My WAG is that it's mostly an interior/exterior perception thing. If you ever go into your yard and mark out the size of your bedroom (or any other room), it will seem incredibly small - how could you live in that space?. Interiors seem bigger perceptually than things outside.

Also, note that the track gauge is between the inner sides of the rails. When you look at a railroad car (especially when noticing how much overhand there is) you notice the outside edge of the trucks, which is quite a distance farther out than the inside of the rail.
#14
02-24-2017, 08:56 AM
 Fotheringay-Phipps Guest Join Date: Mar 2009 Posts: 10,406
Part of it has to do with the fact that the train hangs over on both sides, and each side is individually not that great, but the two sides add up. The other part below.
Quote:
 Originally Posted by AHunter3 Another possibly similar illusion: ever see a house's foundation before the walls go up? Does it look to you, as it does to me, like each room is no bigger than a pasteboard box and the entire house smaller than what you'd want as your bedroom?
I was going to point this out as well. (I remember seeing foundations that looked like the size of decent sized houses that turned out to be an entire row of townhouses.)

IMO a lot of it - both in the case of houses and even more so in the case of trains - has to do with what you're measuring against. In the case of trains, when you see the rails you're measuring them against the train as viewed from the outside. The train when viewed from the outside is a very big object, and those rails look small by comparison. But when you're inside the train, you're measuring the space against yourself and other people and whatever other items are found in the compartment. These are relatively small, so the space looks bigger by comparison.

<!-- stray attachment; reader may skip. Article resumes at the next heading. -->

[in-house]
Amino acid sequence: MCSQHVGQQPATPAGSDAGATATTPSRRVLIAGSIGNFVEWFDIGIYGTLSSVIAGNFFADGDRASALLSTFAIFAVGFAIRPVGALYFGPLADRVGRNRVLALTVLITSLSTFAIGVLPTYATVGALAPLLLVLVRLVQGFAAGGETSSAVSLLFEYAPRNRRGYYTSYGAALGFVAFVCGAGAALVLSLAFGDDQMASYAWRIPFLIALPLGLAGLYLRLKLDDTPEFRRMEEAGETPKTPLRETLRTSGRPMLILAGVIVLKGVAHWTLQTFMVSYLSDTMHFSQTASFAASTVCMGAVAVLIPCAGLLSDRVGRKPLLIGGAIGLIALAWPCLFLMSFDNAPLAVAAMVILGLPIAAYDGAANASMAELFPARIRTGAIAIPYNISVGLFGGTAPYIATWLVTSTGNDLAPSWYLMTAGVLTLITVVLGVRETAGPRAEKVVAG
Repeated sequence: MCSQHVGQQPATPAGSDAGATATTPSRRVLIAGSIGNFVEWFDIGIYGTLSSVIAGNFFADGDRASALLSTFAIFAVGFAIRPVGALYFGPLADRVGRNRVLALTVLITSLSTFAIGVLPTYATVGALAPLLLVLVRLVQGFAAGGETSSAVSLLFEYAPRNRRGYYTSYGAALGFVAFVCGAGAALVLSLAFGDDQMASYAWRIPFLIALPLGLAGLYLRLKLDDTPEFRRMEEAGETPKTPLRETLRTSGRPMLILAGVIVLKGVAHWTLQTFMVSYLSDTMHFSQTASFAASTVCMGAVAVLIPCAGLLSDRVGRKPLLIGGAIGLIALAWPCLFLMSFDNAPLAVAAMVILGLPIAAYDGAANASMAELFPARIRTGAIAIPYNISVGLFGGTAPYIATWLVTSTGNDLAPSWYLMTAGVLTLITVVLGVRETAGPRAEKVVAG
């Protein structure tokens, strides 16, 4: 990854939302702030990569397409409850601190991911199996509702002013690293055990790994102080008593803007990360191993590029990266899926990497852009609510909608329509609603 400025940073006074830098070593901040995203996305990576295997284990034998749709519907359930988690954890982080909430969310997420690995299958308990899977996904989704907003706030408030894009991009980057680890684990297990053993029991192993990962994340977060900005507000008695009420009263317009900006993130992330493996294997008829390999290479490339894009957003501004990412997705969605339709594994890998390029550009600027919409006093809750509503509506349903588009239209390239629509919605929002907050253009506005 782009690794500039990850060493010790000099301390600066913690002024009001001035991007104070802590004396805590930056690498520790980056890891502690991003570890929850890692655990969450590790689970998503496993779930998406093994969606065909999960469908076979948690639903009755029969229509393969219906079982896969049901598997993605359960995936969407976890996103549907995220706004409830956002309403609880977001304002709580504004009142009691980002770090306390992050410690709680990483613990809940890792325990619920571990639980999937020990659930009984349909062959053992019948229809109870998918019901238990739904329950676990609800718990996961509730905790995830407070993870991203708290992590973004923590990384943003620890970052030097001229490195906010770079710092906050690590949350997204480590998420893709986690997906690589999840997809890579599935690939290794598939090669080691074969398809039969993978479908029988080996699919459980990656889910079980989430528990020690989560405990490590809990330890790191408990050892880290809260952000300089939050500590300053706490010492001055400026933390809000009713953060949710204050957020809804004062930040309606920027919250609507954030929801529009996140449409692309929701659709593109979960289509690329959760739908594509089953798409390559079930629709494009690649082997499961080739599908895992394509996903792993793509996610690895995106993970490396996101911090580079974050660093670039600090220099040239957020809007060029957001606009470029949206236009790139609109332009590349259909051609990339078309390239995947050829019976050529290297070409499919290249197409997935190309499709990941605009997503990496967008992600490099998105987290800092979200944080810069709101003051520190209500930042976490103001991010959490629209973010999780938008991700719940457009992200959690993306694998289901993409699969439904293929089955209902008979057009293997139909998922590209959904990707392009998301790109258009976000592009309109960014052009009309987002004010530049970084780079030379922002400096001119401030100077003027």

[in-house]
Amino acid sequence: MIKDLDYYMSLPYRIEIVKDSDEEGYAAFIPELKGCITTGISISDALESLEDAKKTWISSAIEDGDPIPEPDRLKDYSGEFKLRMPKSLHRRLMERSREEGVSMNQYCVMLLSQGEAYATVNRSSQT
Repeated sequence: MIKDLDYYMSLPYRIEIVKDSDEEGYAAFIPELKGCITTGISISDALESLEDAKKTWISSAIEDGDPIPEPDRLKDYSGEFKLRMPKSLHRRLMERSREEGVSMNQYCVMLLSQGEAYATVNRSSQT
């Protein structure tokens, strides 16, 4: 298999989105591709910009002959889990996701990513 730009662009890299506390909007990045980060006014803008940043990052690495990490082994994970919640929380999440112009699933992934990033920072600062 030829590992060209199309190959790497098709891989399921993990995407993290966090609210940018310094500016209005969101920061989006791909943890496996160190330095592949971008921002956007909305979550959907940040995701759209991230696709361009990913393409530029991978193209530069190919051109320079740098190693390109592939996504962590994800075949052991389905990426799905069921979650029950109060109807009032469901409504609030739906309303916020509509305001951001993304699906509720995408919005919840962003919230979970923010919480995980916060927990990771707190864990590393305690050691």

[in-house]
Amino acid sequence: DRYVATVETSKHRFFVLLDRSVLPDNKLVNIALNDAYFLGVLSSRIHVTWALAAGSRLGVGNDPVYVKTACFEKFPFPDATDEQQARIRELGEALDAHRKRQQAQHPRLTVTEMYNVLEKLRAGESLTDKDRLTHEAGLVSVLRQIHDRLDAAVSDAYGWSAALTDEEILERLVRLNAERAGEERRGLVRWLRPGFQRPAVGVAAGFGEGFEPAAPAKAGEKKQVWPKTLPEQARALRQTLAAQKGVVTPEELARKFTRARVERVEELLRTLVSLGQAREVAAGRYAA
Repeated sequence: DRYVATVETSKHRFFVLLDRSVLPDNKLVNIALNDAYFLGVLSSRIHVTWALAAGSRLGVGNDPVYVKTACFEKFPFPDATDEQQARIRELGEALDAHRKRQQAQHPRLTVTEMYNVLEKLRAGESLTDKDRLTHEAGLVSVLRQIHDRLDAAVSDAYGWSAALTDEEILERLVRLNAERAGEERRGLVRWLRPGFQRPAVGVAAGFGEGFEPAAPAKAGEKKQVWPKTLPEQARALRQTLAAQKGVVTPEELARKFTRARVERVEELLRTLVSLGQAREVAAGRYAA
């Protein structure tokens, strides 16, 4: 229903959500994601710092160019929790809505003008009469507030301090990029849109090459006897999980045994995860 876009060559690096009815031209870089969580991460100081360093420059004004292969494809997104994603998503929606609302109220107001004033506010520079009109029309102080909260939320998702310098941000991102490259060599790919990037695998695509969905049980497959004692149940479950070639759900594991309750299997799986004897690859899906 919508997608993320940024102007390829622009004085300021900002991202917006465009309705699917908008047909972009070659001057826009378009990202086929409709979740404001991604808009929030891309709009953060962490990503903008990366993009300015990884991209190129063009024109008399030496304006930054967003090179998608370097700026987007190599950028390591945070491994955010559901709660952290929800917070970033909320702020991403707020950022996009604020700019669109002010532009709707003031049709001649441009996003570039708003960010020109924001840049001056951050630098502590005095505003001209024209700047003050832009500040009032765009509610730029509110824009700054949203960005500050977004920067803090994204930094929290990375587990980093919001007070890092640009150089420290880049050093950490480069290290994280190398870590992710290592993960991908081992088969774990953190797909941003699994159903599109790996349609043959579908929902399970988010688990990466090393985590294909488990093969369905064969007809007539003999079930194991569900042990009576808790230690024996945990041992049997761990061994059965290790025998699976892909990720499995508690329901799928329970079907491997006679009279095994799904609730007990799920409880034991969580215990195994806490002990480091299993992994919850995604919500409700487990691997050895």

I think something similar is happening in the case of foundations. The foundation when viewed as an empty hole doesn't look all that big. But when the house is built, then you're measuring the space against people and furniture and the like, which are much smaller, and the same area seems a lot bigger.
#15
02-24-2017, 02:50 PM
 guitario Guest Join Date: May 2013 Posts: 155
I have a similar perception thing with a new restaurant/cinema complex built on an old car park in my town. The car park was relatively small, yet somehow there is room to build a huge building that contains 10 cinema screens, 10 restaurants and a casino. Where is the room?

From this - http://www.bournemouthecho.co.uk/res...mages/2774907/

To this - http://www.bournemouthecho.co.uk/res...mages/2774906/

Yet I distinctly recall being in the car park and walking over to the other side in seconds.. yet now it fits 20 + large rooms in the same space, albeit over 2 floors, but still.. there's corridors and large open spaces inside too.. unfathomable to my useless visual perception abilities.